- The Central Government has overriding authority over the subjects mentioned in the Concurrent List, i.e. if there’s a conflict between the laws made on the subjects of the concurrent between the Central and State Legislature, then the law framed by the Centre would prevail.
- The residuary powers are vested in the hands of the Centre, whereas in America, the residuary powers are vested in the hands of the states.
So, these Unitary Features of the Indian Constitution makes the Centre comparatively stronger than the States.
The provision of single citizenship for everyone in the country is also one of the major unitary features of the Indian Constitution. In federal countries like the USA, Australia and Switzerland, there is a provision of dual citizenship, under which the people have two citizenships, the national citizenship and state citizenship.
Contrary to this, the Indian Constitution provided for single citizenship and no separate State Citizenship. This means that all the citizens of India, irrespective of the States they are born in, enjoy the same rights all over the country.
The Constitution of India allows for the conversion of the federal structure of government into a unitary one even without any formal amendment in the constitution or ratification by the states, through the emergency provisions.
The emergency provisions are provided in Part XVIII of the Constitution. Through Part XVIII, the Constitution allows the Central Government to supersede the State Government(s), and rule the country or one or more states in a unitary fashion. Under the provision, the President proclaims the state of emergency on the advice of the Cabinet of Ministers. The President has powers to declare three types of emergency- National Emergency, State Emergency and Financial Emergency. The grounds for imposing such emergency are- threat to the nation from internal or external sources, failure of the constitutional machinery of the state and situations of financial crisis.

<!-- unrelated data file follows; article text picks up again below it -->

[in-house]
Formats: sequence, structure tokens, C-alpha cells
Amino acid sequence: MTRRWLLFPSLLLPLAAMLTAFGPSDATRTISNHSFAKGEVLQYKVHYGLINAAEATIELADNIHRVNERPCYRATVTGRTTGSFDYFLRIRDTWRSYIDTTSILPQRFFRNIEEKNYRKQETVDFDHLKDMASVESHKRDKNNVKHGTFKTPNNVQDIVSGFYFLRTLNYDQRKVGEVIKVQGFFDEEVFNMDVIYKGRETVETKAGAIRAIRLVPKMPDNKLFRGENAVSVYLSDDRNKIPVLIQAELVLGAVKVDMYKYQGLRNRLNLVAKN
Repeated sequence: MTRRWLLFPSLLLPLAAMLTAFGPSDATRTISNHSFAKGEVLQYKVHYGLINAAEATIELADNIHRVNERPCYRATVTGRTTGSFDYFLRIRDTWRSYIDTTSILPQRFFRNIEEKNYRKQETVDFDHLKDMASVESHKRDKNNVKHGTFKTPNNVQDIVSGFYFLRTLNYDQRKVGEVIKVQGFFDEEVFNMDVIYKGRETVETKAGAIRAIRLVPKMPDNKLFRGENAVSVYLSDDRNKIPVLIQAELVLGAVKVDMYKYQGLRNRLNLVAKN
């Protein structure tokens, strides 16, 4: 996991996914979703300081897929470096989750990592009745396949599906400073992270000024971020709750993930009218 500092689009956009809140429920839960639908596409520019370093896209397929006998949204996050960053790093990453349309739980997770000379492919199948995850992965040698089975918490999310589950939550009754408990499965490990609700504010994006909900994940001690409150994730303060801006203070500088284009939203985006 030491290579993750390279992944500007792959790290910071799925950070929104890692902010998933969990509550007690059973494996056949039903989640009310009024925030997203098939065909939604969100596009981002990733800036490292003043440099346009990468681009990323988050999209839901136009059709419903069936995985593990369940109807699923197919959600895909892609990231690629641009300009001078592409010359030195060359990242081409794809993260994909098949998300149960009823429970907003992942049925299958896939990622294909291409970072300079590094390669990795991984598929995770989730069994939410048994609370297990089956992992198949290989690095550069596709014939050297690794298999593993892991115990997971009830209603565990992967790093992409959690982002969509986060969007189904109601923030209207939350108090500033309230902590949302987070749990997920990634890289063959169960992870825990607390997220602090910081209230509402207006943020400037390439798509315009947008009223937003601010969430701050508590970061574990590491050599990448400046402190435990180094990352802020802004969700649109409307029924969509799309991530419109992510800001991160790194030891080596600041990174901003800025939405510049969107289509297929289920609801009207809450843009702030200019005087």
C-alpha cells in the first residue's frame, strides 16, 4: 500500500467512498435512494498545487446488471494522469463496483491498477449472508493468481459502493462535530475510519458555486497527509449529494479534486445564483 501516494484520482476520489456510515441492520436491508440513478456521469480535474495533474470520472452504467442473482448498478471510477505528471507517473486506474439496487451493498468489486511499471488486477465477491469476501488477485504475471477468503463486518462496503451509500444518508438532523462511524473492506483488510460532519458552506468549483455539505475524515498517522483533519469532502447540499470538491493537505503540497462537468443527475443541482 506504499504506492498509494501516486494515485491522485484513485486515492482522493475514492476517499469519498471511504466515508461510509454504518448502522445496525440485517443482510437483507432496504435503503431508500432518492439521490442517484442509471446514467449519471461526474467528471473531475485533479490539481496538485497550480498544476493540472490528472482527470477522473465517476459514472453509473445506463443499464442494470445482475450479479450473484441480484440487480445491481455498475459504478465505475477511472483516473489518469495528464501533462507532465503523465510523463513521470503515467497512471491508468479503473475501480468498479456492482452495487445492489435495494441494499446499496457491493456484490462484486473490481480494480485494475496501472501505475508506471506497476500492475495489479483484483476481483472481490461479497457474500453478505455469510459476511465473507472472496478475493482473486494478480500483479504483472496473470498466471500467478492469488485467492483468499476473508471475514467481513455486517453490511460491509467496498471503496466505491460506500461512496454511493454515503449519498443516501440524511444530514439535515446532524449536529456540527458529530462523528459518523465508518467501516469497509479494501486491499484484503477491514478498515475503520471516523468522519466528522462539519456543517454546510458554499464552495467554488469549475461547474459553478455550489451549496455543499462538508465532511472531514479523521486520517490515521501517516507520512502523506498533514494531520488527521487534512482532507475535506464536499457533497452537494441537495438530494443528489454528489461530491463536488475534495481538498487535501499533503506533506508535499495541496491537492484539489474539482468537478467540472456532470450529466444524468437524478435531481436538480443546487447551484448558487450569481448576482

Well, these provisions are very well misused by the Central Government in the past to dissolve the State Legislature, whose majority is secured by the opposition party, in an arbitrary manner. However, these incidences are reduced, but the possibility of a next emergency cannot be ruled out.
In the USA, as there are two Constitutions, there is a double system of courts including the Federal Judiciary and State Judiciary. Under this double system of courts, the federal laws are enforced by the Federal Judiciary and the state laws are enforced by the State Judiciary. This is an example of a perfect federal structure.
Contrary to this, the Indian Constitution provides for an Integrated Judicial system. Under this, the Supreme Court is the supreme and apex judicial authority for the whole country, enforcing both central and state laws. The State High Courts are subordinate to the Supreme Court. This established a unitary structure in the Indian Judiciary.
States are not indestructible
The states in India have no territorial integrity, which means that all the decisions regarding the area, boundaries or name of any of the states can be taken unilaterally by the Indian Parliament. And taking decisions regarding them doesn’t even require a special majority, as legislations regarding such issues can be passed with a simple majority.